Latin to English
What is the definition for the Latin word Verb-um?
Asked in Latin to English, English to Latin
How do you translate if its the first word of a sentence in Latin?
Asked in Monkeys, Latin to English
The Latin word for word is?
Nouns in Latin are declined, unlike English. How you use a noun depends on context, not word order. Each Latin noun follows the rules of 1 of five declensions and each declension has 6 cases: Nominative, Genitive, Dative, Accusative, and Ablative (Vocative, a simple declaration, is identical to Nominative) Verbum, falls into the 2nd declension (like Bellum -- war.) Also, Latin nouns have 3 genders, masculine, feminine and neuter. Verbum (word) is a neuter noun. Thus a Latin reader would understand what's written by the noun's ending, not its placement in a sentence. Verbum, Verbi (n) Singular N. verbum -- word (subject) G. verbi -- of the word (the word's) possessive D. verbo -- to/for the word (indirect object) A. verbum -- the word (direct object) A. verbo -- by way of the word/ thanks to the word V. verbum -- O! Word! Plural N. verba --the words G. verborum -- of the words (the words') possessive D. verbis to/for the word A. verba -- the words (direct object) A. verbis -- by way of the words/ thanks to the words V. verba -- O! Words!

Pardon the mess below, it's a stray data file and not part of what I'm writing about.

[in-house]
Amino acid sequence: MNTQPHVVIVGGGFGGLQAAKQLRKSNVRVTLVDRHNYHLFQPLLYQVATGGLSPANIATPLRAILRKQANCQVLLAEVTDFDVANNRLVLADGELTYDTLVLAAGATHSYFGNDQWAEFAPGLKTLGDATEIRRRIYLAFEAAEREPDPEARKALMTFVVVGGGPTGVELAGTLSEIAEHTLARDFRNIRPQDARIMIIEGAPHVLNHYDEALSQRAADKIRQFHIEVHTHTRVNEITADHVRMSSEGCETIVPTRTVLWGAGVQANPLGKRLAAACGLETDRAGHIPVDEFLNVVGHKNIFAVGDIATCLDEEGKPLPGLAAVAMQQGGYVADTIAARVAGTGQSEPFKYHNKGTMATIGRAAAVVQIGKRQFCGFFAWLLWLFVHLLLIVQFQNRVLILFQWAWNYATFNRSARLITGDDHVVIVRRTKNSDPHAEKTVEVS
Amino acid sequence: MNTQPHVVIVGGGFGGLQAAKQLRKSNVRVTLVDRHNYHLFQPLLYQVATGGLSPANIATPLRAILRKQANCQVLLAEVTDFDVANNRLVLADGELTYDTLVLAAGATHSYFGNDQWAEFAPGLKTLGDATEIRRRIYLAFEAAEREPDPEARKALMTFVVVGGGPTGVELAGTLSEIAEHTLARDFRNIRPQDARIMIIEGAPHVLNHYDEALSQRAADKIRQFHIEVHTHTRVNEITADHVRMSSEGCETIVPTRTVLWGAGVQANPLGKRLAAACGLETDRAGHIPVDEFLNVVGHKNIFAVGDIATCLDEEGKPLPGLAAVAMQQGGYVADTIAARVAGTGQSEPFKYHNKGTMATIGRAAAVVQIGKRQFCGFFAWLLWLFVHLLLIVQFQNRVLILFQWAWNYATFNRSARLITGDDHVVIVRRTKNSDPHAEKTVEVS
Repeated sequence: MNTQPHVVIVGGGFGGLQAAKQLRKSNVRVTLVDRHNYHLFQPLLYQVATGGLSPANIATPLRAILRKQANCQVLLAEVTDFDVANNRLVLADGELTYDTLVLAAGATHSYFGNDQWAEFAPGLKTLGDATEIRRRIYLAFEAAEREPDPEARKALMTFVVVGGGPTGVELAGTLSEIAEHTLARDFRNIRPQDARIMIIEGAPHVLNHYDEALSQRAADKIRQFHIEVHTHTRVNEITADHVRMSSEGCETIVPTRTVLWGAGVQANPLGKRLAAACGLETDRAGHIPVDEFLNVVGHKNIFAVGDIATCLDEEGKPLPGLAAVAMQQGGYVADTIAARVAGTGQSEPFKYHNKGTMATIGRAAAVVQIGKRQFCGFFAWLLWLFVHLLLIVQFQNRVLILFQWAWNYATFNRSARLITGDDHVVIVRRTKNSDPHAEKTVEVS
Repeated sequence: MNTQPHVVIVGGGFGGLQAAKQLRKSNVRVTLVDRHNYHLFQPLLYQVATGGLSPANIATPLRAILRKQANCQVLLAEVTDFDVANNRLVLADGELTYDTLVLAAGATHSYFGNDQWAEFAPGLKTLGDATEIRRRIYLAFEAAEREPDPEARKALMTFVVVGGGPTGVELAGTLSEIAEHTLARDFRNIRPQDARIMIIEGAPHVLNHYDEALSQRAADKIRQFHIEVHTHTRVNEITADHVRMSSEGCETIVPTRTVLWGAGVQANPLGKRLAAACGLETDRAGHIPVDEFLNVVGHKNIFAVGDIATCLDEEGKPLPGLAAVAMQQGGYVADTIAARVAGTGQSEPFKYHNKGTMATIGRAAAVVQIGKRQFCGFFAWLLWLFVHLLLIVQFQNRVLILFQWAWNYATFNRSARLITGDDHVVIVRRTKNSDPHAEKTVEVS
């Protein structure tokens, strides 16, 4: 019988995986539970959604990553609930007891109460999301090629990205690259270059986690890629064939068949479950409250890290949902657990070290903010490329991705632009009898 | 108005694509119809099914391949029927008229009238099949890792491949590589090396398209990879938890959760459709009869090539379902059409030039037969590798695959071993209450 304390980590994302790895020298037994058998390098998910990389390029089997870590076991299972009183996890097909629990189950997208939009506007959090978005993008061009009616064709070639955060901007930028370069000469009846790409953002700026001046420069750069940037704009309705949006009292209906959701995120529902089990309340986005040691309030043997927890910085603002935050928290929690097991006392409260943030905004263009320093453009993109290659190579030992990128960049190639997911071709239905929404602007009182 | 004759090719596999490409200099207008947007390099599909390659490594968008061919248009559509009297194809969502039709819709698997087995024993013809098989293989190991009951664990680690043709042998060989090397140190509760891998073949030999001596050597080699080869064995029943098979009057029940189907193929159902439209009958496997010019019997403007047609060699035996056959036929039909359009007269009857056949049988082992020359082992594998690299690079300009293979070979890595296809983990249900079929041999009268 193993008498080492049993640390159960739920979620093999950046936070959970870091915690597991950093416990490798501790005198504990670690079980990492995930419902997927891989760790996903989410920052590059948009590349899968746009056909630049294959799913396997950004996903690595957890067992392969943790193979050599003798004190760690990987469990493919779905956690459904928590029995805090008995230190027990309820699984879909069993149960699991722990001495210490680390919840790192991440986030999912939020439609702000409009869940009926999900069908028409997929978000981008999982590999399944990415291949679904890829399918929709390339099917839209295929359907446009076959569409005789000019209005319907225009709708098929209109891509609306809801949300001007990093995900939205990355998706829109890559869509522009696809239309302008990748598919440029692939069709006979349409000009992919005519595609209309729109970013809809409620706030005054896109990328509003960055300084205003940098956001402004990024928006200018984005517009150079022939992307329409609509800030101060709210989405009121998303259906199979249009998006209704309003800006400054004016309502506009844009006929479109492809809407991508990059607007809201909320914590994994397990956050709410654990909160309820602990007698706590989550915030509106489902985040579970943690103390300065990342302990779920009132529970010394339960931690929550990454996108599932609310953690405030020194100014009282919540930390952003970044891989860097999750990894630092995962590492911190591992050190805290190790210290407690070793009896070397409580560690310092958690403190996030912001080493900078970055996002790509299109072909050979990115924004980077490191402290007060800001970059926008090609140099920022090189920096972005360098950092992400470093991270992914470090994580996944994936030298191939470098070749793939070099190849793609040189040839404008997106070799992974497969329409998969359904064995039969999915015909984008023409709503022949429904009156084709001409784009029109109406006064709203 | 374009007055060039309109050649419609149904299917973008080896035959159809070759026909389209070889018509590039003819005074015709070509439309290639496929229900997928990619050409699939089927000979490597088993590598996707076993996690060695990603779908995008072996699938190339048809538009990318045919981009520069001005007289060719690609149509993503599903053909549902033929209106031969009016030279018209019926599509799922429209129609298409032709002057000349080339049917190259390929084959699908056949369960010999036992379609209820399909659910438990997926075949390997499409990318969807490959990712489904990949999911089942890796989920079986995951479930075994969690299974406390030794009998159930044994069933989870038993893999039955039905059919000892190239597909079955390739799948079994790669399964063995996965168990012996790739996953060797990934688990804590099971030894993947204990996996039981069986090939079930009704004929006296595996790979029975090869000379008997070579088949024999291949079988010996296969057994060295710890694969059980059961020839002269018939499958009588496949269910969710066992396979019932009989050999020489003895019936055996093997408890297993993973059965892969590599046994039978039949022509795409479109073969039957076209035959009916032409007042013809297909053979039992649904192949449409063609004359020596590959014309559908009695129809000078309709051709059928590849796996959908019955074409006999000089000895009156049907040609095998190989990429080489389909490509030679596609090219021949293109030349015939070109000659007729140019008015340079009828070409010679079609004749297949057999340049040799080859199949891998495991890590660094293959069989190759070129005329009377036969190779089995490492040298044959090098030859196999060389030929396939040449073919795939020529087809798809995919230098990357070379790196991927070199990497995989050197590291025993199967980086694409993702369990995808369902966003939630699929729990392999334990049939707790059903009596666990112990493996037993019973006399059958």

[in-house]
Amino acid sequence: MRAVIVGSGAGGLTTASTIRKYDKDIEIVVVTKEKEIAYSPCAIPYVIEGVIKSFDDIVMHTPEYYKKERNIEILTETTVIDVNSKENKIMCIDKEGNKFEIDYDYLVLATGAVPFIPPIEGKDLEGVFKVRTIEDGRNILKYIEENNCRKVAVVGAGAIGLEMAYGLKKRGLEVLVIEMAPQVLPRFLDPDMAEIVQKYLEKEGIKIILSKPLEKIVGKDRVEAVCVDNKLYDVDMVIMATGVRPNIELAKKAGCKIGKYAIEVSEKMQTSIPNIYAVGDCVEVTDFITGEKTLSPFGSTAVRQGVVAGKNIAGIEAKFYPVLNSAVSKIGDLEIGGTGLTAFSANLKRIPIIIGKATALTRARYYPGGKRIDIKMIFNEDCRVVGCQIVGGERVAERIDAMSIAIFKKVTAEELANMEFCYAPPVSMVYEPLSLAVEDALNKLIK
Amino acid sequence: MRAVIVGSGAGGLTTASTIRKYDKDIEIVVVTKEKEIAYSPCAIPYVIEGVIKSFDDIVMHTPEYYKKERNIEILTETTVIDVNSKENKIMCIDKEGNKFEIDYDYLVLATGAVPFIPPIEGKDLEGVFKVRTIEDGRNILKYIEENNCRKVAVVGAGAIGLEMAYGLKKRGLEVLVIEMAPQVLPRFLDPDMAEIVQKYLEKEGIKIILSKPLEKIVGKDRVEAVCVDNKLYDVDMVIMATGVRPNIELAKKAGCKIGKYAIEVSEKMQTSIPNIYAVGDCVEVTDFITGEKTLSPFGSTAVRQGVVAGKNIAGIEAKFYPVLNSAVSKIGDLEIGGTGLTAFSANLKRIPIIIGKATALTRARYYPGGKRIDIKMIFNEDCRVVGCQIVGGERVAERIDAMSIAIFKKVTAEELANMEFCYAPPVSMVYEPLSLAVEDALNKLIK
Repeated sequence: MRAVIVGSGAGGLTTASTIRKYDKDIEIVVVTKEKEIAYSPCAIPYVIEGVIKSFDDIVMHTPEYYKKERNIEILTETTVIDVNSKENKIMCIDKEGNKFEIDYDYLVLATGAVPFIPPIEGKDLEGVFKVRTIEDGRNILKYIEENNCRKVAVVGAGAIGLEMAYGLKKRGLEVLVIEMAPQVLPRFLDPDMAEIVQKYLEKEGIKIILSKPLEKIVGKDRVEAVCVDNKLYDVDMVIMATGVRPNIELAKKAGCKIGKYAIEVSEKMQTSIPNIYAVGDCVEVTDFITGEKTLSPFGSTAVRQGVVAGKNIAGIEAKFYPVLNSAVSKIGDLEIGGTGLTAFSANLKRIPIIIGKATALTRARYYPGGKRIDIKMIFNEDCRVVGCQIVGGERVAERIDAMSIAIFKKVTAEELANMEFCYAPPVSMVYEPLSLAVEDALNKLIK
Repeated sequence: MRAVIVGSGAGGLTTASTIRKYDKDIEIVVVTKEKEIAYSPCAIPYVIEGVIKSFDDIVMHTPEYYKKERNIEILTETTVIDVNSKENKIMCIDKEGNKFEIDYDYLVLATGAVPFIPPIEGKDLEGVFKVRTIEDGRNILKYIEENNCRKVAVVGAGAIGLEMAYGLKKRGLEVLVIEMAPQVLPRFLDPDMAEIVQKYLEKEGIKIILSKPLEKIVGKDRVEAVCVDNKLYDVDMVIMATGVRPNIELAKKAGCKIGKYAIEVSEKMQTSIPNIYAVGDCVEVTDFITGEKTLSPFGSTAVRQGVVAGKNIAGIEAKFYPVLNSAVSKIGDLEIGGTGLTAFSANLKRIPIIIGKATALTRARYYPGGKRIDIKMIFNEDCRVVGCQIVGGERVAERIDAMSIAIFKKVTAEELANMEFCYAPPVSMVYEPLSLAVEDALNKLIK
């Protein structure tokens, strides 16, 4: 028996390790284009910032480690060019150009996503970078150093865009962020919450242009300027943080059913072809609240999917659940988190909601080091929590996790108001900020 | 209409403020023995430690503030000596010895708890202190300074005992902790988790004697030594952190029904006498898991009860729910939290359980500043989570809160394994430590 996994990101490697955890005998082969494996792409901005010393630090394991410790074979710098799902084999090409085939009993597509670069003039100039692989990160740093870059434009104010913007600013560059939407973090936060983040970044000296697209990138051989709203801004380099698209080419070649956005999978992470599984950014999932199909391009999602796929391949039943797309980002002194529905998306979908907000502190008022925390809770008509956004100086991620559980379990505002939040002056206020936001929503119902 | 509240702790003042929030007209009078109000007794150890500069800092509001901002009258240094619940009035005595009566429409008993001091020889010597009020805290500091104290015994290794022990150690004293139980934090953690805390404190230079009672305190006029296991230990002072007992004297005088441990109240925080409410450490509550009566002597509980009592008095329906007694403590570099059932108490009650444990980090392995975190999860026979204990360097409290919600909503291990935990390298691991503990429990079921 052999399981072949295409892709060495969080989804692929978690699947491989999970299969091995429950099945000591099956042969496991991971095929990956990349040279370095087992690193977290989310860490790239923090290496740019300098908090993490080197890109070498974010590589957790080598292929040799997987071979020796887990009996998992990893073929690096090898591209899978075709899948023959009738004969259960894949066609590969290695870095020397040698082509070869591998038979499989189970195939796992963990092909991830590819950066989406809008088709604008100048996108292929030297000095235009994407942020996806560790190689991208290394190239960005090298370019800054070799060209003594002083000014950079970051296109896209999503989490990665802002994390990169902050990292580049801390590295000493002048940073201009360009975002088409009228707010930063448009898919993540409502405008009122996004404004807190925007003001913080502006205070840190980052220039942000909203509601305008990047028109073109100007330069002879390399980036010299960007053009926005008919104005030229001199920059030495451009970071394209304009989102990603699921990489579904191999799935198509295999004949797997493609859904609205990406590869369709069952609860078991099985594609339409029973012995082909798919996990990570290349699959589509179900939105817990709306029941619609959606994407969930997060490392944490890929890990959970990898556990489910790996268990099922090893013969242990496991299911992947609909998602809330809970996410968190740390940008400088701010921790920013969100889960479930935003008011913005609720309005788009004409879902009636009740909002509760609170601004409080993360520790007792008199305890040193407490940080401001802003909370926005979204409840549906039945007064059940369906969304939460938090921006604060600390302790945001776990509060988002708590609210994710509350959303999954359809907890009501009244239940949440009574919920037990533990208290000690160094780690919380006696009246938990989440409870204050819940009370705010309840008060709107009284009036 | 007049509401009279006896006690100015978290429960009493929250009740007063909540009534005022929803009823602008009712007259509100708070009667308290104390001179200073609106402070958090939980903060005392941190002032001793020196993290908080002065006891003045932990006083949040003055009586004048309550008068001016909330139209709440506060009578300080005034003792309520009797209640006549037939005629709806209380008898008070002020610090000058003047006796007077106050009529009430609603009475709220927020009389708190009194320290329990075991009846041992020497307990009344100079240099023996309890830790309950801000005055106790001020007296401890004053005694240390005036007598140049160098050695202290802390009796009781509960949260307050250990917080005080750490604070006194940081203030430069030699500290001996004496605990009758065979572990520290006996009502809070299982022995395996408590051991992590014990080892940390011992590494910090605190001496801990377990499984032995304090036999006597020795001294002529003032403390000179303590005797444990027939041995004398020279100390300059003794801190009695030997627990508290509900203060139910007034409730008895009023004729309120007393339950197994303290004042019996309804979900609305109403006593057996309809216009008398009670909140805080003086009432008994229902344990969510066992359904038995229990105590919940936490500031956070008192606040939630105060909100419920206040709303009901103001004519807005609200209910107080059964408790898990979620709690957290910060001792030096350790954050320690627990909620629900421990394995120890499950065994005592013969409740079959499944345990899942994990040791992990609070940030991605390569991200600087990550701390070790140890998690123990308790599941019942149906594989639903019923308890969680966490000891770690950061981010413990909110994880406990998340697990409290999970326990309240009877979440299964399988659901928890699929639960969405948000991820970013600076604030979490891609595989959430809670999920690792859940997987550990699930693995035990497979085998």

Asked in English to Latin
What is 'one word' in Latin?
A Latin equivalent of the English 'one word' is unum verbum. It's a masculine gender noun in the singular. In the word-by-word translation, the indefinite article 'unum' means 'a, one'. The noun 'verbum' means 'word'. Another Latin equivalent is una vox. It's a feminine gender noun in the singular. In the word-by-word translation, the indefinite article 'una' means 'a, one'. The noun 'vox' means 'voice, word'.
Asked in Grammar, Parts of Speech
Why does noun get the higher word in all part of speech?
Asked in English to Latin, Latin to English
What is the Latin phrase meaning 'opposed literally by the whole heavens'?
The Latin equivalent of 'opposed literally by the whole heavens' is ad verbum adversatus totis caelis. In the word-by-word translation, the preposition 'ad' means 'to the'. The noun 'verbum' means 'word'. The past participle 'adversatus' means 'opposed'. The adjective 'totis' means 'entire, whole'. The noun 'caelis' means 'heavens'.